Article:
Salivary antimicrobial proteins associate with age-related changes in streptococcal composition in dental plaque

Malcolm, J. , Sherriff, A. , Lappin, D. F., Ramage, G. , Conway, D. I. , Macpherson, L. M. and Culshaw, S. (2014) Salivary antimicrobial proteins associate with age-related changes in streptococcal composition in dental plaque. Molecular Oral Microbiology, 29(6), pp. 284-293. (doi: 10.1111/omi.12058)

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Secretion of antimicrobial proteins (AMPs) and salivary antibodies can modify biofilm formation at host body surfaces. In adolescents, associations have been reported between dental caries and salivary AMPs. AMPs demonstrate direct antimicrobial effects at high concentrations, and at lower more physiological concentrations mediate changes in host cell defenses which may alter the local environment and indirectly shape local biofilm formation. The expression of salivary AMPs in preschool children, at an age when the oral bacteria are known to change, has not been investigated. We sought to investigate salivary AMP expression in the context of previously well-documented changes in the oral cavities of this age group including salivary IgA, oral bacteria and dental caries. Dental plaque and saliva were collected from 57 children aged 12-24 months at baseline, of whom 23 children were followed-up at three-years of age. At each time, saliva was assessed for LL37, HNPs 1-3, calprotectin, lactoferrin, salivary IgA, total plaque bacteria and Streptococcus mutans. Over time, concentrations of AMPs, S. mutans and bacterial specific salivary IgA increased. Caries experience was also recorded when children were three-years old. Concentrations of AMPs were highest in the saliva of three-year-old children with the greatest burden of S. mutans. These data suggest that salivary AMPs are variable over time, between individuals, and are linked with bacterial colonization. At follow-up, the majority of children remained caries free. Larger longitudinal studies are required to confirm whether salivary AMP levels are predictive of caries and whether their modulation offers therapeutic benefit.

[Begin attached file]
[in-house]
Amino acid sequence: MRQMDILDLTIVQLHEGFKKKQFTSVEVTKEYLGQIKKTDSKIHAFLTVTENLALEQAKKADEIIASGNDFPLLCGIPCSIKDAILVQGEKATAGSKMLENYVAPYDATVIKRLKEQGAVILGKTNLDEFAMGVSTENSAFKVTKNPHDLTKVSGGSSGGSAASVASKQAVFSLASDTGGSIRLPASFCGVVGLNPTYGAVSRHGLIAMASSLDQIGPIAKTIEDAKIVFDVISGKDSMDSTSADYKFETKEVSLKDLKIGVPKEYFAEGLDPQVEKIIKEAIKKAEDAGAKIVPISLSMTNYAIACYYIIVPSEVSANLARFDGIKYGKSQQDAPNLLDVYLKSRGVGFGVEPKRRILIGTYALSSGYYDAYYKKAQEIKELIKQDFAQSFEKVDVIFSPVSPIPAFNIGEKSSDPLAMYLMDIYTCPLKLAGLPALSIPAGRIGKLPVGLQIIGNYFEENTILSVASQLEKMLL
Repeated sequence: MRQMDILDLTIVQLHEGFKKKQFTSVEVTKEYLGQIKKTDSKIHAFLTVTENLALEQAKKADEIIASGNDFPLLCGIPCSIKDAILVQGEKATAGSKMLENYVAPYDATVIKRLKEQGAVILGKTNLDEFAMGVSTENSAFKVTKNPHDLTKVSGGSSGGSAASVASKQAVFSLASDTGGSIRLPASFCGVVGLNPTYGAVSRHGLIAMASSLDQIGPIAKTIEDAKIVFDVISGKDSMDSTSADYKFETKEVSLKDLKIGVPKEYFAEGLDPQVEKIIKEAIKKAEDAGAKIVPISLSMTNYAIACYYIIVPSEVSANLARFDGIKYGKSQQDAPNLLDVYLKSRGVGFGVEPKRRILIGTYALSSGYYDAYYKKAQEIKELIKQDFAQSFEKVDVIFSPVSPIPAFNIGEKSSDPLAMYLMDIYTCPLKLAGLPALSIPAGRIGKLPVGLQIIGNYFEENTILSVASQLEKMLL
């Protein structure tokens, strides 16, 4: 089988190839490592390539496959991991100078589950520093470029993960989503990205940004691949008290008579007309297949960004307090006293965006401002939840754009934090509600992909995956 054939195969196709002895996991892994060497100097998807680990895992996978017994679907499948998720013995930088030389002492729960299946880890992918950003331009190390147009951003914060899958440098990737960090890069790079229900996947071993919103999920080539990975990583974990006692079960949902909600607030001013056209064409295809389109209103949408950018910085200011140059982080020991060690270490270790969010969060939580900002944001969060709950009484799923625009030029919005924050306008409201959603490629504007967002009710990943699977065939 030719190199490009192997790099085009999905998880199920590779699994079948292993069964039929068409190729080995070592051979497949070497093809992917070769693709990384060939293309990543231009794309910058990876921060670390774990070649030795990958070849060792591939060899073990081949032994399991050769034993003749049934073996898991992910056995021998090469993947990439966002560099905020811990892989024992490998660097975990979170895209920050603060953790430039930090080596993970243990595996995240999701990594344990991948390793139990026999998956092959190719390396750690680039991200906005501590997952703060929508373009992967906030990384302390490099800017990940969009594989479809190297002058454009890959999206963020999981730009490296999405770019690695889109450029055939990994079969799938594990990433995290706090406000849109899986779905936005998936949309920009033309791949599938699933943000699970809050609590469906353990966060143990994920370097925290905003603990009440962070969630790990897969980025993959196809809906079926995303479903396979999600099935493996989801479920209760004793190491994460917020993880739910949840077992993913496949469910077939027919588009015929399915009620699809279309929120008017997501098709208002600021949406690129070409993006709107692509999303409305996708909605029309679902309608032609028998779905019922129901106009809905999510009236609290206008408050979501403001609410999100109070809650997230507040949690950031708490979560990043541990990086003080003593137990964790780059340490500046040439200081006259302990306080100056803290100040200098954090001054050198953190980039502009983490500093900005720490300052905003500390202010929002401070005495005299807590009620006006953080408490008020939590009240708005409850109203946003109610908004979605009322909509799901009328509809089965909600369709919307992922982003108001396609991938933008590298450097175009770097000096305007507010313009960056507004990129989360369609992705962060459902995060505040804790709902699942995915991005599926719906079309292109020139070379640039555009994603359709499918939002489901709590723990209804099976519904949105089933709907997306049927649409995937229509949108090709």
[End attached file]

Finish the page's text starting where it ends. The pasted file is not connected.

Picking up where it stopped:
Item Type:Articles
Glasgow Author(s) Enlighten ID:Sherriff, Dr Andrea and Macpherson, Professor Lorna and Conway, Professor David and Lappin, Dr David and Ramage, Professor Gordon and Malcolm, Dr Jennifer and Culshaw, Professor Shauna
Authors: Malcolm, J., Sherriff, A., Lappin, D. F., Ramage, G., Conway, D. I., Macpherson, L. M., and Culshaw, S.
College/School:College of Medical Veterinary and Life Sciences > School of Medicine, Dentistry & Nursing > Dental School
Journal Name:Molecular Oral Microbiology
ISSN (Online):2041-1014

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